Yesterday turned out to be not such a bad day in the end; after a depressing morning I went for a walk (always a good plan) and sat in my easy chair for the afternoon. I use my easy chair – in reality a garden chair because an armchair won’t fit in my study – for periods of reflective writing, or perhaps no writing at all, just staring at clouds and daydreaming. I don’t actually do enough of this – I suspect most of us don’t – and it’s very valuable. Just to sit and allow thoughts to emerge as they will – or not – is one of the best ways a writer can spend her/his time, provided that the rest of the time you actually get some work done. And lo! while I was sitting in reflection I decided to check my phone for emails and there sat my weekly update on freelance writing jobs. I subscribe to this just on the offchance even though most of the jobs are not suitable for me, and there I found a novel-writing competition. I sort of have a novel – well, I have one in development, and since they only required the first 5000 words I sent them off. If they’re interested they want another 5000 in September – which I have – and after that I’ll have to work pretty damn fast if they want the whole thing. But that’s how I rock.
So you see, twiddling your thumbs can be highly productive. The joys of twiddliness!
I’m wondering if it’s a universal rule that after every good day a crappy day must follow. We had a brilliant time with our daughter and granddaughter yesterday; she did not stop talking from the moment we got there till the moment we left. She is truly a marvel of nature – all children are, of course, but this one can hold conversations like a four-year-old and has only to hear a word in order to know it. She knows colours, letters, numbers up to ten, parts of the body and can hold a conversation better than some adults I know. She was much more confident with us this time and even let me change her nappy, which I discovered is like riding a bike, ie a skill you don’t lose.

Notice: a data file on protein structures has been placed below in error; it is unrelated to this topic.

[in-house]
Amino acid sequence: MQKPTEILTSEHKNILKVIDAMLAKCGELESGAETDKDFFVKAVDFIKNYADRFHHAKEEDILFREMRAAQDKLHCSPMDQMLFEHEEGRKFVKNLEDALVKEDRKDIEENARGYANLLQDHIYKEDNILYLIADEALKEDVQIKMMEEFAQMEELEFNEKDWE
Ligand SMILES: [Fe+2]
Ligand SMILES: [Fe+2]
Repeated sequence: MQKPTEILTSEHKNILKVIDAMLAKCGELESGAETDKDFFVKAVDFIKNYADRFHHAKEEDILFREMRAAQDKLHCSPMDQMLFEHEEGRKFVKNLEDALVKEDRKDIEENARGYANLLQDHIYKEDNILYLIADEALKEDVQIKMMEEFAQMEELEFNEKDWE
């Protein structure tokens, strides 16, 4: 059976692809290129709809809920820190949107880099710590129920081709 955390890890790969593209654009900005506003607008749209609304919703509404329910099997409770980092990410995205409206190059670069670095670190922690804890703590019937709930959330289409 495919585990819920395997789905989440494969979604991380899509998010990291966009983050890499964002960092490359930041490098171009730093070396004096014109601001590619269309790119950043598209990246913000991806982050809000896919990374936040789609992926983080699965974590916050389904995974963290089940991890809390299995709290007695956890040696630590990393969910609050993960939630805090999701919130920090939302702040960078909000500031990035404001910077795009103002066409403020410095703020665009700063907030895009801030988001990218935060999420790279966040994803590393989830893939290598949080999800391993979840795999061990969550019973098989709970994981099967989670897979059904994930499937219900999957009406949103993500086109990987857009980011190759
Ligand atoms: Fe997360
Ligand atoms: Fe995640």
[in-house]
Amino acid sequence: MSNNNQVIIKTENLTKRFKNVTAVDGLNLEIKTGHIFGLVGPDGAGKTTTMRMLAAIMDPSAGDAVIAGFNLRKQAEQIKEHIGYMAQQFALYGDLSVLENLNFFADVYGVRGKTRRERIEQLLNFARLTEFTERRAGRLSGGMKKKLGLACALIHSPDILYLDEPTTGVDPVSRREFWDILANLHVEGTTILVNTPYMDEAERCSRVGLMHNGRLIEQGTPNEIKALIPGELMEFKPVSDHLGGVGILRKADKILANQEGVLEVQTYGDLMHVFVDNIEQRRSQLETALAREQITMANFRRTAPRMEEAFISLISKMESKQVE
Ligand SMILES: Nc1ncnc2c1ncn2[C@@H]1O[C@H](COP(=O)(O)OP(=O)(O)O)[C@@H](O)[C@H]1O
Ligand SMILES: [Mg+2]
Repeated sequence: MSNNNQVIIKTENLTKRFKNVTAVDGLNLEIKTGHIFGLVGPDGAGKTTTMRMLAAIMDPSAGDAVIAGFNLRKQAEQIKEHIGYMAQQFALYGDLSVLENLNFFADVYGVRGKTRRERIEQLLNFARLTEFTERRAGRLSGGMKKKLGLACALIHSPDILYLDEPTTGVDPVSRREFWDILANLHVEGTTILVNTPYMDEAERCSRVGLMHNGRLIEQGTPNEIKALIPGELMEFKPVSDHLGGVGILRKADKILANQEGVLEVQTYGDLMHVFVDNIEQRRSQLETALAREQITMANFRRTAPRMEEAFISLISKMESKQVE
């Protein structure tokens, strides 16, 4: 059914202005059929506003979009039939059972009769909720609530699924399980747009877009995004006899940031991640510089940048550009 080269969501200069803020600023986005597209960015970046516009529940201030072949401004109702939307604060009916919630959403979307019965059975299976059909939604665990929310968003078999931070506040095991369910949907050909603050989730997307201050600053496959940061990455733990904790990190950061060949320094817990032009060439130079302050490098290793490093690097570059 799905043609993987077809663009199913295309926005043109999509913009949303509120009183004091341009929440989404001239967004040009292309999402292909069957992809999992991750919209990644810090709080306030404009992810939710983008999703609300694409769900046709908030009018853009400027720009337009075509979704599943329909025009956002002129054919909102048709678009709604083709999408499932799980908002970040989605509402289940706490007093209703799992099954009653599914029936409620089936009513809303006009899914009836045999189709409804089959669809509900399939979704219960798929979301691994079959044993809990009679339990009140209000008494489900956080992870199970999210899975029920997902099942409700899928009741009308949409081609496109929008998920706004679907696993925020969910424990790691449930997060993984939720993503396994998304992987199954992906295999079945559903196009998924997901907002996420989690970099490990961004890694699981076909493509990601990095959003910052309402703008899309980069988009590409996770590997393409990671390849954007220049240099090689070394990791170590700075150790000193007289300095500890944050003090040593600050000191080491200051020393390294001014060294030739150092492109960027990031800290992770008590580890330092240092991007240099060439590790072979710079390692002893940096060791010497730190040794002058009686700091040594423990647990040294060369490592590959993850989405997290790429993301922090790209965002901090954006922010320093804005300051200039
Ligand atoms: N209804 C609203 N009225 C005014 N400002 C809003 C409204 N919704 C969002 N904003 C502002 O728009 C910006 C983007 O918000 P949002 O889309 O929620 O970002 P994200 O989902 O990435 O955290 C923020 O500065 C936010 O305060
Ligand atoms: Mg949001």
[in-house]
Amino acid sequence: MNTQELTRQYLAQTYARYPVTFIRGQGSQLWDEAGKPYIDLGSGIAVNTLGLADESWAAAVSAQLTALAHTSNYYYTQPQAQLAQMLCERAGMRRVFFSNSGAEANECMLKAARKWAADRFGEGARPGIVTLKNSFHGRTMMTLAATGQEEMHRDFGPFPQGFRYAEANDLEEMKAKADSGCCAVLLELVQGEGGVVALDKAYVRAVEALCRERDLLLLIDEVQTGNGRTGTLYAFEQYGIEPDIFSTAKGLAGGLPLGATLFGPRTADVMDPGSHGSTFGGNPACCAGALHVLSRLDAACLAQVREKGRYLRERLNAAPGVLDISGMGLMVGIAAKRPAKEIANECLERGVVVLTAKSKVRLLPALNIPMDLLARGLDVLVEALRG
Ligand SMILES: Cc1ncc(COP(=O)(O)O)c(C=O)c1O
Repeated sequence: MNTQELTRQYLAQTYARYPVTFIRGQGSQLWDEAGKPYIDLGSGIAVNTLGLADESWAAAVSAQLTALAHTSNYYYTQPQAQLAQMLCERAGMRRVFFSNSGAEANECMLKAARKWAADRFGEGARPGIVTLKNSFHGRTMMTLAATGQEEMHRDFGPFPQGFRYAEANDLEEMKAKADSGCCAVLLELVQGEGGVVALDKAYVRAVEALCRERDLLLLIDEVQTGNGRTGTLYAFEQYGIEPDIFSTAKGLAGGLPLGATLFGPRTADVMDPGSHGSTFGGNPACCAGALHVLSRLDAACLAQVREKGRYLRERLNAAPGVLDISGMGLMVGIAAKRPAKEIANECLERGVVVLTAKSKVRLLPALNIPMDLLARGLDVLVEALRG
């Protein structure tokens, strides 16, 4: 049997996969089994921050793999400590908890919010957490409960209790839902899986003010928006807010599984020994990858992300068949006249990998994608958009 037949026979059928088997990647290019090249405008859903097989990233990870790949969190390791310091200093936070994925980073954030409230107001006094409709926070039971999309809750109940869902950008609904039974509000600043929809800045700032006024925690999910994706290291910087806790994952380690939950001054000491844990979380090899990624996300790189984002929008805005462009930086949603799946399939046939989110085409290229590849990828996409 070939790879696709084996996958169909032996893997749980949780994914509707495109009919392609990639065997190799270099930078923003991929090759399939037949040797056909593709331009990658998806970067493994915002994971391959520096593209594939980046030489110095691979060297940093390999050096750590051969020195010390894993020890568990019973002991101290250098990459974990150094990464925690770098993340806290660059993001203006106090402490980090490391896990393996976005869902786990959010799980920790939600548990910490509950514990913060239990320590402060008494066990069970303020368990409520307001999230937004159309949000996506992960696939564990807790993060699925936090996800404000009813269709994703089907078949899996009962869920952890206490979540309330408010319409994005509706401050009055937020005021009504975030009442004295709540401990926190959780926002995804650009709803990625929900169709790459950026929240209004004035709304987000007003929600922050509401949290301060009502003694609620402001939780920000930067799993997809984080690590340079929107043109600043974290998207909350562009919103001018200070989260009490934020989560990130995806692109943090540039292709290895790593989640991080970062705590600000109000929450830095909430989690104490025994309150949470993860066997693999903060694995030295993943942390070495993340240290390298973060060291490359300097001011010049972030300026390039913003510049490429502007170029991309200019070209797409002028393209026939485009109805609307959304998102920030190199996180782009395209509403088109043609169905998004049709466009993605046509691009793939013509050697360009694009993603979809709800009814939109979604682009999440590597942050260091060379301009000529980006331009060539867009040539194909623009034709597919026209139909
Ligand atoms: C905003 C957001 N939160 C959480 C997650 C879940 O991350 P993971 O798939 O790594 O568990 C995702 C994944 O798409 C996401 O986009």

Speaking of riding bikes, I’ve not been out yet this week, though I plan to go later today. I did 17.5 miles last week in total, which is not too bad, and during August I plan to have some proper days out. But! is it a universal rule that after every great day a crappy day must follow? Sometimes it seems like it. I woke this morning feeling headachy, depressed and poorly rested and with an overwhelming sense of the pointlessness of my existence. Sartre would be proud of me… it is hard to counteract a sense of the pointlessness of one’s own existence because any activity at all seems – well, pointless. Which is why I think on the whole I’d rather have pain than depression. Pain is awful, it can be agonising and debilitating, but it is something to fight against whereas depression is like a cloud that covers everything – and how can you fight a cloud?To add to my woes this morning the curtain rail broke, the toilet seat needed adjusting and then I had an alert from the bank saying I’ve gone over my overdraft limit. Again.
Mornings when I’m feeling like this I do yoga laughter breath. Basically you just breathe out in short bursts saying ‘hahahahahahaha, hehehehehe, hihihi’ and so on, going through the vowels. It really does help; I didn’t feel like laughing AT ALL this morning but once you start you find yourself laughing for real – and then you can’t help but feel better.
That’s what I’m doing today, like Dory I’m just keeping on until something happens or I get where I’m going. Wherever that is… in the meantime I am getting seriously twitchy about the lack of holiday plans. I’m not even sure it’s sensible to go away and by the look of the travel websites millions of people will be doing just that, which makes it even less sensible. I long for a lonely beach, a quiet cottage somewhere tucked away where nobody goes, but I don’t think I’m going to find it. The trouble with lonely cottages where nobody goes is that sooner or later someone goes there – and they tell their friends about it, and their friends go there and before you know it the lonely cottage is a major destination and costs a thousand pounds a week. It’s a bit like this Dire Straits song: